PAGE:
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Uncovering the secrets of the manta rays of the Conflict Islands

By Annie Murray

With brains as well as beauty, the largest brains to body mass of any fish, manta rays have long been admired by scientists and divers alike but there is still so much we are yet to learn about them. Particularly, in the remote atoll of the Conflict Islands, Papua New Guinea. But that is now changing.

Over 200 kilometers from the mainland, these remote islands are a haven for wildlife, a key spot for manta rays, offering us the rare opportunity to research a much understudied and unknown population. Known to attract both species of manta rays, as well as their smaller cousins, the spine tail devil ray, the Conflict Islands is now a key research site for the Papua New Guinea Manta Project (PNGMP), a newly established affiliate project of the Manta Trust. This project hopes to delve a little deeper to answer some of the many questions about the manta rays of this remote region and thanks to the incredible donation from Sandrina Postorino, CICI board member and certified manta enthusiast, our new research project can ramp up our work.

Sandrina’s first up close and personal experience with reef manta rays, the prime species observed in the Conflict Islands, was back in 2015 and made quite an impact on her, one which sparked a love and fascination with these gentle giants. During a night dive in the Maldives, a unique and special experience, the mantas made their presence known, feeding on plankton attracted by the dive lights, dancing around her with their mouths so wide open you could count the individual gills.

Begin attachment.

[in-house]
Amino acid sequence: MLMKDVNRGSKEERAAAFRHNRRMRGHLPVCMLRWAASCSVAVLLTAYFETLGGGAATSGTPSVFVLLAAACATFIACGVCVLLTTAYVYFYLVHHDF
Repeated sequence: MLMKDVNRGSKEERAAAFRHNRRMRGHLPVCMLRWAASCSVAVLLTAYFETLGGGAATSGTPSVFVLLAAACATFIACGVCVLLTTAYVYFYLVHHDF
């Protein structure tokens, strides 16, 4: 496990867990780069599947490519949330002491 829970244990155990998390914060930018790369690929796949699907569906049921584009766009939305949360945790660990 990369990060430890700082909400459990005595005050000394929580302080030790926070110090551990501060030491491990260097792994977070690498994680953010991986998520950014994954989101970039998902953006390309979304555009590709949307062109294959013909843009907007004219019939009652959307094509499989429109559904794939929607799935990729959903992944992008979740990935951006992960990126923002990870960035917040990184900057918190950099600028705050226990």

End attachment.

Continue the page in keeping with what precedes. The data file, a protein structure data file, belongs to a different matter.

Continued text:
In my experience, feeding events are one of the best times to watch manta rays. Moving between various feeding strategies, sometimes group, sometime solo depending on the conditions and how much plankton is sitting in the water, for me this is the time when their intelligence is most evident. These adaptations enable mantas to really push their feeding to it’s most efficient. This is one of the behaviors we have observe in the Conflict Islands – following the currents, in turn following the food, mantas spend their time in the channels indulging on the zooplankton sweeping through the atoll, highlighting the importance of this site for ongoing manta research.

Sandrina’s love for mantas has taken her to many corners of the planet. Back in 2018, she first travelled to Socorro Island in Mexico. Socorro is part of the Revillagigedo National Park, some 500 kilometers out to sea and only accessible after a 36-hour boat journey. It is also home to one of the largest aggregations of oceanic manta rays in the world. With a disc width up to 7m, these manta rays have a curious nature, one which makes encounters unforgettable for divers.

“When I saw the first one of that size, my heart almost stopped, and I thought I was dreaming when this majestic animal approached me very gently and looked right into my eyes.”